As the world becomes more globalised it is increasingly common for Vendors to sell property across different states and territories.
In Australia, certain attributes of a property must be disclosed by a vendor to the purchaser prior to the sale. Vendor disclosure obligations are unique to each state. As a result of this, it is important for Vendors to be aware of their obligations to ensure a smooth settlement process.
Victoria, New South Wales, and Australian Capital Territory
Vendors in Vic, NSW, and ACT are obligated to obtain and disclose the following information, as per state government legislation.
|VIC – Sale of Land Act 1962, 2017||NSW – Conveyancing Act 1919,|
Conveyancing Regulation 2017
|ACT – Civil Law Act 2003|
|Register search statement||Property certificate||Crown lease|
|Copy of Plan Covenant||Plan of subdivision||Certificate of title|
|Caveat Planning certificate||Encumbrances||Deposited plan|
|Owner’s corporation certificate||Planning certificate||Encumbrances|
|Land information certificate||Service location diagram||Lease agreement|
|Water information statement||Sewerage service diagram|
|Land tax certificate|
|Vic Roads certificate|
|Building permit certificate|
|Builder warranty insurance|
Vendors in QLD are required to disclosed the following information, according to the Real Estate Institute of Queensland (REIQ).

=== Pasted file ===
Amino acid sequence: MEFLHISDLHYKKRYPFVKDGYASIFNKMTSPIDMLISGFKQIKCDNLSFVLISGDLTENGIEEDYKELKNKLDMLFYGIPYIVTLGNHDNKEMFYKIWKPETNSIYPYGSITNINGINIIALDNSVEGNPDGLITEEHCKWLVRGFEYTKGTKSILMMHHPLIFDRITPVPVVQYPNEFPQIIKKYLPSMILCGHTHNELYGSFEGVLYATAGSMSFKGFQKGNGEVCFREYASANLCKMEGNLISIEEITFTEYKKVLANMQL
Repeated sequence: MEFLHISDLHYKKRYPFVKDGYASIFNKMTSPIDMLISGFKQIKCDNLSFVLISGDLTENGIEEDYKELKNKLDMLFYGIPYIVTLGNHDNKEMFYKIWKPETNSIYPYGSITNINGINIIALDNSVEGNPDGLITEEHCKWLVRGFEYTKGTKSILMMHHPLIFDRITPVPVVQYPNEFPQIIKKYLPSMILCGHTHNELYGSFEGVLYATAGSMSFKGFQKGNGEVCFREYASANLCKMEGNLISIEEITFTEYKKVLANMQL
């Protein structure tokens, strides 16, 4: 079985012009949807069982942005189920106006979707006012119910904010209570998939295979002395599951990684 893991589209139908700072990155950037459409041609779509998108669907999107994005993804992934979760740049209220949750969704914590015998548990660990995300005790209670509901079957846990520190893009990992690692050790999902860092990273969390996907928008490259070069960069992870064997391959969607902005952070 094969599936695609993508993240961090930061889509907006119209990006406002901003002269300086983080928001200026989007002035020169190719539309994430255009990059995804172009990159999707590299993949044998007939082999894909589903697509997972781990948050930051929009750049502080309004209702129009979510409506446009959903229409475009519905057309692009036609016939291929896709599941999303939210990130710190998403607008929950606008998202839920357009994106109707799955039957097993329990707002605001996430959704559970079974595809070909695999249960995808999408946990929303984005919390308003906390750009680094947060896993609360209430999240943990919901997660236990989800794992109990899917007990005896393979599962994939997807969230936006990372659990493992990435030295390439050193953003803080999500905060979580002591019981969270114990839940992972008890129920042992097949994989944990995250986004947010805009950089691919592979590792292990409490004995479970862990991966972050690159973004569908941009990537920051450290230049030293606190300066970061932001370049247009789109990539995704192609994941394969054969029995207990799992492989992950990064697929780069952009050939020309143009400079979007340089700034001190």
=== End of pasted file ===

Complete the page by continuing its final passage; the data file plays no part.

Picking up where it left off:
- Volume and folio
- Description of the land
- Lease agreement
- Pool compliance
- Electrical safety switch and smoke alarm
- Neighbourhood disputes
- Infrastructure that does not provide a service to the land
- Building works
Vendors in South Australia are required to serve a Form 1 document to Purchasers, which is usually prepared by the Agent.
The document should include:
- Description of the land
- Name of the registered proprietor
- Property information statement
- Emergency services levy certificate
- Land tax certificate
- Water certificate
The Real Estate Institute of Tasmania (REIT) indicates that vendor disclosure statements are not necessary, and that it’s the responsibility of the Purchaser to complete due diligence. However, Vendors should advise Purchasers of any restrictions in place on the property.
Like Tasmania, the Real Estate Institute of Western Australia (REIWA) indicates similar disclosure practices, and the responsibility lies with the Agent to find and verify any notable issues regarding the property and inform the Purchaser.
Similar to Tasmania and WA, Vendors in NT are also not required to disclose any issues that may affect the saleability or value of the property, or to give any warranties.
While Vendors in other states have minimum disclosure obligations and agreements, in NT any notable disclosures will be outlined in the property contract. These disclosures may include:
- Certificate of title
- Copy of plan
At Wealthsource Legal we are experienced in drafting contracts for Vendors all over Australia. Please contact our team at [email protected] or call us on +61 3 9590 618 if you need support with selling your property.